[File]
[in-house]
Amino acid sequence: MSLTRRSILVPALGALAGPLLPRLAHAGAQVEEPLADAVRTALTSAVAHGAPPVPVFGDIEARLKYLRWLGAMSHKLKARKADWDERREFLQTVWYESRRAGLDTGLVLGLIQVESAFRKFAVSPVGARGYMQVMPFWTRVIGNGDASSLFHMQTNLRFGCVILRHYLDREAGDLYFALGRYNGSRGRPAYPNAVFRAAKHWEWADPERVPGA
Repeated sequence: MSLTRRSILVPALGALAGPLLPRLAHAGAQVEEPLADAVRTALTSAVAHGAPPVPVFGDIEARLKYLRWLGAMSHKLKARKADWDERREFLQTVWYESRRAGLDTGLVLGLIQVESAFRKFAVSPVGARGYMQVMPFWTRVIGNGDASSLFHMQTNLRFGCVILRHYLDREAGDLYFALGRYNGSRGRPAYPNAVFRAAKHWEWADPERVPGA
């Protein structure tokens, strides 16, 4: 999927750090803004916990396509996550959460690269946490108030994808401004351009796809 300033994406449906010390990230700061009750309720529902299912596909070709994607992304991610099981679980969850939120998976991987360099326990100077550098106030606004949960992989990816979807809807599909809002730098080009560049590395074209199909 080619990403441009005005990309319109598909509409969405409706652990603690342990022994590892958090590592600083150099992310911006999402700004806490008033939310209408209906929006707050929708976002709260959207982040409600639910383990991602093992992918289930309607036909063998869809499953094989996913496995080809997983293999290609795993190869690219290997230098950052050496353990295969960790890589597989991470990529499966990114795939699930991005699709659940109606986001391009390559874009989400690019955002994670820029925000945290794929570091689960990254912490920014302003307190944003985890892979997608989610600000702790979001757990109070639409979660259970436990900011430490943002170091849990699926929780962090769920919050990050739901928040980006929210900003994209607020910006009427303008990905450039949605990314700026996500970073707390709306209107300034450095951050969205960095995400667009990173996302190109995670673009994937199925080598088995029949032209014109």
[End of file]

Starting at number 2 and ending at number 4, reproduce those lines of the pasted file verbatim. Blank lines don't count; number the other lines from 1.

Amino acid sequence: MSLTRRSILVPALGALAGPLLPRLAHAGAQVEEPLADAVRTALTSAVAHGAPPVPVFGDIEARLKYLRWLGAMSHKLKARKADWDERREFLQTVWYESRRAGLDTGLVLGLIQVESAFRKFAVSPVGARGYMQVMPFWTRVIGNGDASSLFHMQTNLRFGCVILRHYLDREAGDLYFALGRYNGSRGRPAYPNAVFRAAKHWEWADPERVPGA
Repeated sequence: MSLTRRSILVPALGALAGPLLPRLAHAGAQVEEPLADAVRTALTSAVAHGAPPVPVFGDIEARLKYLRWLGAMSHKLKARKADWDERREFLQTVWYESRRAGLDTGLVLGLIQVESAFRKFAVSPVGARGYMQVMPFWTRVIGNGDASSLFHMQTNLRFGCVILRHYLDREAGDLYFALGRYNGSRGRPAYPNAVFRAAKHWEWADPERVPGA
């Protein structure tokens, strides 16, 4: 999927750090803004916990396509996550959460690269946490108030994808401004351009796809 300033994406449906010390990230700061009750309720529902299912596909070709994607992304991610099981679980969850939120998976991987360099326990100077550098106030606004949960992989990816979807809807599909809002730098080009560049590395074209199909 080619990403441009005005990309319109598909509409969405409706652990603690342990022994590892958090590592600083150099992310911006999402700004806490008033939310209408209906929006707050929708976002709260959207982040409600639910383990991602093992992918289930309607036909063998869809499953094989996913496995080809997983293999290609795993190869690219290997230098950052050496353990295969960790890589597989991470990529499966990114795939699930991005699709659940109606986001391009390559874009989400690019955002994670820029925000945290794929570091689960990254912490920014302003307190944003985890892979997608989610600000702790979001757990109070639409979660259970436990900011430490943002170091849990699926929780962090769920919050990050739901928040980006929210900003994209607020910006009427303008990905450039949605990314700026996500970073707390709306209107300034450095951050969205960095995400667009990173996302190109995670673009994937199925080598088995029949032209014109």